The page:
Why You Should Promote Your School
The business of marketing and public relations (PR) is a relatively new concept in the school space but increasing numbers of Australian schools, both public and private, are embracing the need to market and manage their public image.
Traditionally, many educators may have regarded marketing with a degree of negativity and scepticism.
Accepting marketing as an essential management function has seen a shift in the minds of these educators, with the positive results speaking for themselves.
But what exactly is marketing and public relations in the school environment? How can it benefit your school? And where do you start?
What is marketing and PR for schools?
Marketing is the business of attracting students and parents to your school, and retaining their loyalty and support.
Public relations (PR) is about actively maintaining a favourable public image/impression for your school.
Why market your school?
It’s no secret; enrolling students is critical to your school’s existence. Without students, your school simply could not function and greater number of students the greater the chance your school has for making an impact in your community.
Right across the country it’s evident that schools that are managing their school’s image and have embraced marketing and public relations devices – such as websites and social media, professional prospectuses, advertisements, direct mail and billboards – have increased enrolments and improved community engagement.
So while image is not everything… it’s certainly worth getting right.
Why you can’t afford to ignore your school’s image:
- Healthy recruitment of students is essential in financing your school – enrolments are vital
- There is a proven link between a school’s image and the achievements of its students
- A positive image allows you to attract and retain high quality staff, which can improve school success and further bolster your image.
- Supporters and members of the community are hesitant to be associated with schools that have a poor public profile. With so much competition and other viable alternatives – poor image will drive prospects away and through the gates of another school down the road.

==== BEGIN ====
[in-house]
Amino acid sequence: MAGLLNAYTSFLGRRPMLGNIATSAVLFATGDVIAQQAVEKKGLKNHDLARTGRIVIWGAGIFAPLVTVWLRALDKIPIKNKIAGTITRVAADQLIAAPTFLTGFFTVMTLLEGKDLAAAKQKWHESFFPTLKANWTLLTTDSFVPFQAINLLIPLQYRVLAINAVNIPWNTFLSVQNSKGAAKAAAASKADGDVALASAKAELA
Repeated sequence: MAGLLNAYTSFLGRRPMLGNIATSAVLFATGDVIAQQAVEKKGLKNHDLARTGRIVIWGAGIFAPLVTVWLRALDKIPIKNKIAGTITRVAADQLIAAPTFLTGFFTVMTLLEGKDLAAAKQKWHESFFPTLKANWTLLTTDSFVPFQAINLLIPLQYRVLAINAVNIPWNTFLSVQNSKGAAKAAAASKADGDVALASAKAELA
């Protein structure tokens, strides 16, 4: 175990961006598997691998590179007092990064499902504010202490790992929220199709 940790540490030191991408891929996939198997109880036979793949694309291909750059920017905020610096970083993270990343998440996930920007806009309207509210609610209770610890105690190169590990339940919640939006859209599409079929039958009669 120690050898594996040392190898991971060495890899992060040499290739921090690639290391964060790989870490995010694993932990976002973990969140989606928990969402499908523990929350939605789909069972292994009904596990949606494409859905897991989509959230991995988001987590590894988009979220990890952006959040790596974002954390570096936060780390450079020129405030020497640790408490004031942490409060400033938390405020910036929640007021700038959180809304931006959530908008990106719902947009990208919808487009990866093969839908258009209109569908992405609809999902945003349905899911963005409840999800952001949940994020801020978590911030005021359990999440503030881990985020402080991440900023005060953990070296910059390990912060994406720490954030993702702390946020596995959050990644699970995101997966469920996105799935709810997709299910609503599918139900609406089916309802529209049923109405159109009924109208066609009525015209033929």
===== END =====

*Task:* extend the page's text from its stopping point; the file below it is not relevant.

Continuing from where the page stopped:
- Promoting your image can lead to a performance focus in your school community and serve as a powerful tool for school improvement generally.
How to promote your school
Once you understand the importance of promoting your school and managing its image, how exactly do you go about it? How do schools go about managing their profile and what can they do to promote this positive image?
Essential elements of a school marketing and PR strategy
- A shared vision of a preferred future for your school
- A mission statement
- Clarification of your school’s unique features and key messages
- An honest appraisal of your school’s current image and position in the community
- An action plan that includes practical everyday activities
- Ongoing monitoring, evaluation, reflection and improvement
Quick tips to start promoting your school
- Ensure the image the school wants to project is evident from the school gate through the newsletter and website to the playing fields, noticeboards and car parks, etc.
- Create a new school identity – consider engaging a professional designer to work on your logo and visual brand
- Consider the vital role of the school secretary/office in creating an effective public relations image – encourage people to “live the brand” and reinforce your school’s positive image through every interaction
- Use your recorded telephone message to promote school activities and key brand messages
- Use any school-home contact to your school’s best advantage
- Determine the marketing and PR platforms that will work best for you. Think about websites, social media, advertising, promotional flyers, direct mail, banners and large wall displays or billboards.
- Determine who will be responsible for managing marketing and PR at your school. Whether it is an individual, a group or a committee, it is important to name these people and provide them with the necessary resources to perform these functions.